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REVIEW: Beatriz’s War

Monday, 14 July, 2014

Luigi Acquisto and Bety Reis’ Beatriz’s War explores the Indonesian occupation of Timor-Leste over an epic 28-year time span. It follows the journey of Beatriz, a young girl married to the son of a resistance forces leader. While proclaimed as a love story, the story rather outlines the horrible realities of war, the enduring strength of its female characters, and the struggle for Timorese independence.

Irim Tolentino not only makes her film debut as Beatriz, but is also one of the film’s co-writers. Alongside Beatriz’ sister in law Teresea (Augusta Soarez) the film presents two strong female leads. In contrast, male characters are not depicted favorably; Beatriz’ husband, Tomas (Jose Da Costa, Balibo, Answered by Fire) is a gentle man, but is rash and weak. His successor is manipulative and deceitful.

Beatriz is a strong and pragmatic woman, driven by necessity and love for her country. However, she is not a hero by any means, and fails to strike an emotional chord with the audience. Her sister in law, Teresa, is the character with heart, and with whom audiences may feel most affinity.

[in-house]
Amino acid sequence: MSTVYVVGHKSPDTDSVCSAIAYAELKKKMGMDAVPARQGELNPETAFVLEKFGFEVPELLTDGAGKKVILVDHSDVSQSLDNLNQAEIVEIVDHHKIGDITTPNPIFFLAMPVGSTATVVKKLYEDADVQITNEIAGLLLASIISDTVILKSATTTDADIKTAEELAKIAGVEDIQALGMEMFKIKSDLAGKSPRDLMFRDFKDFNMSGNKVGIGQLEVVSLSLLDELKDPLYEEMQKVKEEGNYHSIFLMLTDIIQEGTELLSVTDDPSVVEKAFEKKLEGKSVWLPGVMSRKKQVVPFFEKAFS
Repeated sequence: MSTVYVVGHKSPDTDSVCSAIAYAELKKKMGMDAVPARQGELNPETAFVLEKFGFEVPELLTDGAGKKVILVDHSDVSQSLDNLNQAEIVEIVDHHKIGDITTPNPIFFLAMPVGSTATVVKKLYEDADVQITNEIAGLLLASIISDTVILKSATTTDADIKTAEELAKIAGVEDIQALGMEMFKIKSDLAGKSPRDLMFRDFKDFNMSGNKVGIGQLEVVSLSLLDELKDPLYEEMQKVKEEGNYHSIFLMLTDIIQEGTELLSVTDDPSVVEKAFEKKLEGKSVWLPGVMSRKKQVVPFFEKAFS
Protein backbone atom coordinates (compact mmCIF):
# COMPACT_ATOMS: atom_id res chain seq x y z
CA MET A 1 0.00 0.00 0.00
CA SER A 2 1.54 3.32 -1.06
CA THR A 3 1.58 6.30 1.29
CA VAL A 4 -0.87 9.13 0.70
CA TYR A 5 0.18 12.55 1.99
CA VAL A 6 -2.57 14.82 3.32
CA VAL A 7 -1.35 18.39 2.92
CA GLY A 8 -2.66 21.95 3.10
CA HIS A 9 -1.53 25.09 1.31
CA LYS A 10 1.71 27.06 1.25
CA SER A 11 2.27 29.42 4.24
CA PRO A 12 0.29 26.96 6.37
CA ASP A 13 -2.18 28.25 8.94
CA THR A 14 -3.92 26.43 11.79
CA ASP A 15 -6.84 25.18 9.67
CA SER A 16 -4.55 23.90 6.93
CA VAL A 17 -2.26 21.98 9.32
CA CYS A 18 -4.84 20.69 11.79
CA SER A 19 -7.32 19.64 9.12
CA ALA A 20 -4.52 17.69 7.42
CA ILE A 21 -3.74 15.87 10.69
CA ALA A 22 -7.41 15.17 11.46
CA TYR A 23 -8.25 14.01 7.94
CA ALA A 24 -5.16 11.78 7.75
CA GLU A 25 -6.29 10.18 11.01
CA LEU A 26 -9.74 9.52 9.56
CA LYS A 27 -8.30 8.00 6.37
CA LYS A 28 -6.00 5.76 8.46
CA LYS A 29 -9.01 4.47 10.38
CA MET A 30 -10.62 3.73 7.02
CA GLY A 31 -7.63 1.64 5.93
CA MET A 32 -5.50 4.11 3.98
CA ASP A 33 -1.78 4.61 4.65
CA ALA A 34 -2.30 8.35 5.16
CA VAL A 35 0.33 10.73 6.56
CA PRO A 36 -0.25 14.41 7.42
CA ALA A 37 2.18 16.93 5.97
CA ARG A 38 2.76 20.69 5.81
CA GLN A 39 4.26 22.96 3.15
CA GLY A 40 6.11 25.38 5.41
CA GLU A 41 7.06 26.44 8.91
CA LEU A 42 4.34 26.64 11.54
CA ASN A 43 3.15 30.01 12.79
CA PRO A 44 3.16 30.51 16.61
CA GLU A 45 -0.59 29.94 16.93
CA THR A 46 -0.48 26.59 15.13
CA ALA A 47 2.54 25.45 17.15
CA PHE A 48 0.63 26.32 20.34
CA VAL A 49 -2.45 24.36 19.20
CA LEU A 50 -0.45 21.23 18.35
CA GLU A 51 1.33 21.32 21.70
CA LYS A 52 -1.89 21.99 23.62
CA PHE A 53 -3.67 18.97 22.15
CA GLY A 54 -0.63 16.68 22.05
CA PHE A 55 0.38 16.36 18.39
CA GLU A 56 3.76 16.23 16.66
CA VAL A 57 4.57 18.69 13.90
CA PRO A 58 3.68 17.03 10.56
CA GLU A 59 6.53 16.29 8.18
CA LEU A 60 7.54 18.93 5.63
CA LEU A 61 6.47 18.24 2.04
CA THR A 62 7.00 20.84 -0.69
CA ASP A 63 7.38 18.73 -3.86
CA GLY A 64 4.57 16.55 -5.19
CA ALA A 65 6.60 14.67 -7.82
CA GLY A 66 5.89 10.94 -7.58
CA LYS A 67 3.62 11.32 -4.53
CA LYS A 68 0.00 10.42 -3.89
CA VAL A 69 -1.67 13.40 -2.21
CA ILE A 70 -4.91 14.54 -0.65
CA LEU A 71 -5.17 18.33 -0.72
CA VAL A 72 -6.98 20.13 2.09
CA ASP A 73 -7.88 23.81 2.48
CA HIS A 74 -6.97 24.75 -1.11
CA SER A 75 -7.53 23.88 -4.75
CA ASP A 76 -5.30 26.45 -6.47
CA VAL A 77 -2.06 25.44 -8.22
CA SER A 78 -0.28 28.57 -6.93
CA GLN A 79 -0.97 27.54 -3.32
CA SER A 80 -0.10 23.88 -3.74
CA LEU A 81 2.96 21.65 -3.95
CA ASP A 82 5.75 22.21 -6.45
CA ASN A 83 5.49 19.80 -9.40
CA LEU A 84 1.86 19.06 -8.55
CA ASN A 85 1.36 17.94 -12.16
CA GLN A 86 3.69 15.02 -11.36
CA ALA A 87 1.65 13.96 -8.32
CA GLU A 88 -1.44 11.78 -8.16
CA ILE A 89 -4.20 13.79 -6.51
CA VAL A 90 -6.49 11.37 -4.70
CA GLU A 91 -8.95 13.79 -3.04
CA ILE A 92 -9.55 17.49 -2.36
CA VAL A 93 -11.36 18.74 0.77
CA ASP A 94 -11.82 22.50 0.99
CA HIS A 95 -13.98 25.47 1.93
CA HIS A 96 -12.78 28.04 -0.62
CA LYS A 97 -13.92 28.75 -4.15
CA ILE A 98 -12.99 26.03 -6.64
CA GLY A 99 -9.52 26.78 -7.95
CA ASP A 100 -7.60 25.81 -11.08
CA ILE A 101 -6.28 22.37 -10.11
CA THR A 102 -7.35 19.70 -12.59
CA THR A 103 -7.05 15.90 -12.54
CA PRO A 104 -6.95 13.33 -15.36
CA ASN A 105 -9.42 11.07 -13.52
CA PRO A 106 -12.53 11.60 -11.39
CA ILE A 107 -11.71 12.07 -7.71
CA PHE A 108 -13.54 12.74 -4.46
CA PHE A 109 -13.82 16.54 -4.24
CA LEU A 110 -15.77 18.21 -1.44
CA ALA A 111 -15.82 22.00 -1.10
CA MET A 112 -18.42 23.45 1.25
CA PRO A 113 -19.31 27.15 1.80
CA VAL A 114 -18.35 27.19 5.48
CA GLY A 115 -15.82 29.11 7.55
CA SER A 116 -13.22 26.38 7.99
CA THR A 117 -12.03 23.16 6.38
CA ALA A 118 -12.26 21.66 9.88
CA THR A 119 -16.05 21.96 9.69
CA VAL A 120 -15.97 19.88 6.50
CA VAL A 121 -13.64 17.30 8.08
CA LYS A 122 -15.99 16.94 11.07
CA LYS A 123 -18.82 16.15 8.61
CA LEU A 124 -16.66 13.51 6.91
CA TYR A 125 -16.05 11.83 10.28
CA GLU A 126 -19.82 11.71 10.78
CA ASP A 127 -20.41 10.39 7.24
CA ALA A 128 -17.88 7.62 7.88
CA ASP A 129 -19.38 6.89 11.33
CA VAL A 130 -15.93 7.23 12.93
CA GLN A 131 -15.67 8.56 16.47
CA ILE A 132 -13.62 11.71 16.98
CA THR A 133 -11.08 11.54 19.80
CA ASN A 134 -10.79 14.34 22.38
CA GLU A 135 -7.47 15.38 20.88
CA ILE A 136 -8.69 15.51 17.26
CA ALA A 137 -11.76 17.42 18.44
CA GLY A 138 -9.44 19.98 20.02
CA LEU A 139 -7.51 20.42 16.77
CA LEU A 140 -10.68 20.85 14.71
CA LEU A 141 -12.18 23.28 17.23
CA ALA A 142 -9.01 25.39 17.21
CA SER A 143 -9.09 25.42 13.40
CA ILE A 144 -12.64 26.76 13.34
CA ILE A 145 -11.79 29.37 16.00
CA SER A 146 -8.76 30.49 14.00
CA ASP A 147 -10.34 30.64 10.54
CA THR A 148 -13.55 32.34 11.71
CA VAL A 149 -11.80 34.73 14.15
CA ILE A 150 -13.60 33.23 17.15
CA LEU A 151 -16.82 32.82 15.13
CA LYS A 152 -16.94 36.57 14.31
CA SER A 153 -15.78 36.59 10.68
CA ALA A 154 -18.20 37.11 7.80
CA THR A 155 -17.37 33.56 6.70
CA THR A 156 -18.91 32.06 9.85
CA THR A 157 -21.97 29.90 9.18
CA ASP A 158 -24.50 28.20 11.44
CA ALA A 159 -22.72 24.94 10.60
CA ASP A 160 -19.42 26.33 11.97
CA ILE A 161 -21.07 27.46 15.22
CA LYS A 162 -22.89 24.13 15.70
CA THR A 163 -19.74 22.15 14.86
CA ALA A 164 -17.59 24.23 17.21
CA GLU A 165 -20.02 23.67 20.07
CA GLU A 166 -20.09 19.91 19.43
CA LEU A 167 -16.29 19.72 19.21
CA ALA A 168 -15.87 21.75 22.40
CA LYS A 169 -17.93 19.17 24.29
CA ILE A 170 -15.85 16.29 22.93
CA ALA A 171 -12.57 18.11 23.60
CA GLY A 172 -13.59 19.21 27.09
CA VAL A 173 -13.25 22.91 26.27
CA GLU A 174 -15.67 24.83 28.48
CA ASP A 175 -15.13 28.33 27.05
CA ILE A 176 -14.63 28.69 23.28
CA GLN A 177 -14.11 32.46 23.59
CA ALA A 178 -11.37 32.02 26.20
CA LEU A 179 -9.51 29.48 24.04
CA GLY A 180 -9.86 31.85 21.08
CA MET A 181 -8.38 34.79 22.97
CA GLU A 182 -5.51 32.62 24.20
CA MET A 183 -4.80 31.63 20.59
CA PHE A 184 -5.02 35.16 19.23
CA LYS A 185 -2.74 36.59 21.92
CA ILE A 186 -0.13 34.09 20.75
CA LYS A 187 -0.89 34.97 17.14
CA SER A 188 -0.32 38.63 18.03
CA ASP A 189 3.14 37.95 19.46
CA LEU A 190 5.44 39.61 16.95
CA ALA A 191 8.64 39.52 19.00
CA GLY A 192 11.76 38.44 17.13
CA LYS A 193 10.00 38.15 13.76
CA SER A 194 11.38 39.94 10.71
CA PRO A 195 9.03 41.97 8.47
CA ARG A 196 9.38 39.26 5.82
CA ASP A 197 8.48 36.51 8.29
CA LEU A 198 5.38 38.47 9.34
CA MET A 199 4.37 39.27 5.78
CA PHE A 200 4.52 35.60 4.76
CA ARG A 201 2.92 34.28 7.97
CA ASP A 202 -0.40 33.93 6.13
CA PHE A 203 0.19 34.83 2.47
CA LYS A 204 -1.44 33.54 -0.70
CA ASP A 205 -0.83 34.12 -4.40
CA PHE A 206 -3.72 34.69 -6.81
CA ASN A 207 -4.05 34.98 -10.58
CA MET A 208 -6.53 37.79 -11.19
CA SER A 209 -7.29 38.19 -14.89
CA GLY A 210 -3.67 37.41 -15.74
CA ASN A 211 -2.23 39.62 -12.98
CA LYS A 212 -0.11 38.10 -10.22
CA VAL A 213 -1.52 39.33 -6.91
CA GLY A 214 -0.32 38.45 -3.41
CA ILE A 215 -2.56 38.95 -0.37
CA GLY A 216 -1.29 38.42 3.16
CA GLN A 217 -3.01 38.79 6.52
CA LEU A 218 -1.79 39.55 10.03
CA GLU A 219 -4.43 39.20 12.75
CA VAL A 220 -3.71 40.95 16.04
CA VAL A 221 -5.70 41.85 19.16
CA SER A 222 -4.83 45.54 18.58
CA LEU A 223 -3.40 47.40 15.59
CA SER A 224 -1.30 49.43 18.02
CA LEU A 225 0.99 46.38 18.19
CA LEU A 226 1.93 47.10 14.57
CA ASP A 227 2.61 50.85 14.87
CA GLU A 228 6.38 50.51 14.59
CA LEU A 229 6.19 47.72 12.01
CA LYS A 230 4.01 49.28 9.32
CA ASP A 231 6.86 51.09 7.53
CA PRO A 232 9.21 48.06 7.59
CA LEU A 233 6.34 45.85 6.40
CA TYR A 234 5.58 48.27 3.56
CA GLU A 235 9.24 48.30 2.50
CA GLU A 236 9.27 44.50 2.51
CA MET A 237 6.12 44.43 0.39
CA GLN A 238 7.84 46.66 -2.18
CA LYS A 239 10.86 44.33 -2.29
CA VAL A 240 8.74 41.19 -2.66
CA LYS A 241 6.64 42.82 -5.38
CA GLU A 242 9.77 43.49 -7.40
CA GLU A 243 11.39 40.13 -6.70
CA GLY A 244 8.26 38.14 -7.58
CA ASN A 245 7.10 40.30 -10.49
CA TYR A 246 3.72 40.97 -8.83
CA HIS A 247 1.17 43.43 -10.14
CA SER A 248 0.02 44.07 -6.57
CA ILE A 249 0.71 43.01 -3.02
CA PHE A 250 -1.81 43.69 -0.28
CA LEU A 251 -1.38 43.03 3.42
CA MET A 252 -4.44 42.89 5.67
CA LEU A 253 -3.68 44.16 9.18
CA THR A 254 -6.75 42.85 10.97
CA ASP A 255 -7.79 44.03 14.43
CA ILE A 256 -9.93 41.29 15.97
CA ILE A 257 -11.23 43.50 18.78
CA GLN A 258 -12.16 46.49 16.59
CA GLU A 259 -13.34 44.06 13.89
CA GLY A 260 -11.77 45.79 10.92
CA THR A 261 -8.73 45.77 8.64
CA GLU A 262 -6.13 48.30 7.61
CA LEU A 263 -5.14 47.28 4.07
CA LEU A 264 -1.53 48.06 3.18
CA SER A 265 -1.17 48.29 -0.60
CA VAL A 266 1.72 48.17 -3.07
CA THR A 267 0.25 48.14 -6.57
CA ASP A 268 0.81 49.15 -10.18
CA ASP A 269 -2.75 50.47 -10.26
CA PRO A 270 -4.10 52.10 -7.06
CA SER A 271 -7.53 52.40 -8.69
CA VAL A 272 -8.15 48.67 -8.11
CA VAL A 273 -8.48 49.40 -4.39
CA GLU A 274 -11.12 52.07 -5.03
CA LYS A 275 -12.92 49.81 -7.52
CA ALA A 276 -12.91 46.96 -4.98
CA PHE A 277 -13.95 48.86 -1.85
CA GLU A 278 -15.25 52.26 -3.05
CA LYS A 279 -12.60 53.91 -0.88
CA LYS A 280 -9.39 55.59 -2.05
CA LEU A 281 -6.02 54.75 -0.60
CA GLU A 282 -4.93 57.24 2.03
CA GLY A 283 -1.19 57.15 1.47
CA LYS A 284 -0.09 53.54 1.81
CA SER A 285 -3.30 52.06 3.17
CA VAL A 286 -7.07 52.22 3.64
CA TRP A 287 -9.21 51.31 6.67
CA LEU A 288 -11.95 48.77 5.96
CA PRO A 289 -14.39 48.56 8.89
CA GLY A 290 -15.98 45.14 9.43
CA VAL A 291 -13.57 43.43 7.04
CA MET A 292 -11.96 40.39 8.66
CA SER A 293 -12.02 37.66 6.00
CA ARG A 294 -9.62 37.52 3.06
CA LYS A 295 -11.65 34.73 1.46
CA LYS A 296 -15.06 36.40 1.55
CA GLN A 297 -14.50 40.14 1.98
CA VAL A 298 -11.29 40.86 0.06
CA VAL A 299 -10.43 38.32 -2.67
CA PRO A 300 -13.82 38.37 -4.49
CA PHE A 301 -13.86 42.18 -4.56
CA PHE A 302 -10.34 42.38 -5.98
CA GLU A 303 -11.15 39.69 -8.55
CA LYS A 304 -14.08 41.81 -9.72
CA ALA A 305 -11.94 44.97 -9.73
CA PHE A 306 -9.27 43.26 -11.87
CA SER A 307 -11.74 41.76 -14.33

Beatriz’ War is the first feature film for Timor-Leste’s small film industry, and is an impressive feat, despite being aesthetically lacklustre. The film’s success is evident in the array of awards it has received, most notably Best Film at the International Film Festival of India.

The film is heavy, but not gory, omitting explicit shots of violence. Its realness sets in through its depiction of rape in conflict, very much flouting the conventions of this often taboo subject—here presented as a tool used to inspire fear in a captive population.

Beatriz’ War makes a clear political statement about the delayed involvement of external peacekeepers in the occupation of Timor-Leste. One character explains that to Australians,  “Timor oil tastes better than Timorese blood and tears,”—arguably a realistic portrayal of the dynamic between the two nations. Later on in the piece, Beatriz urges resistance fighters, “if it’s a civil war, they won’t help us. Don’t fight back.”

This is a story told simply and with real emotion, providing a narrative often unheard in popular discourse.

The film opened in Melbourne on July 10 after an astounding season in its home country; it has been seen by over 100,000 Timorese, in a population of 1.2 million, shown on a countrywide tour using an inflatable screen and diesel powered projector.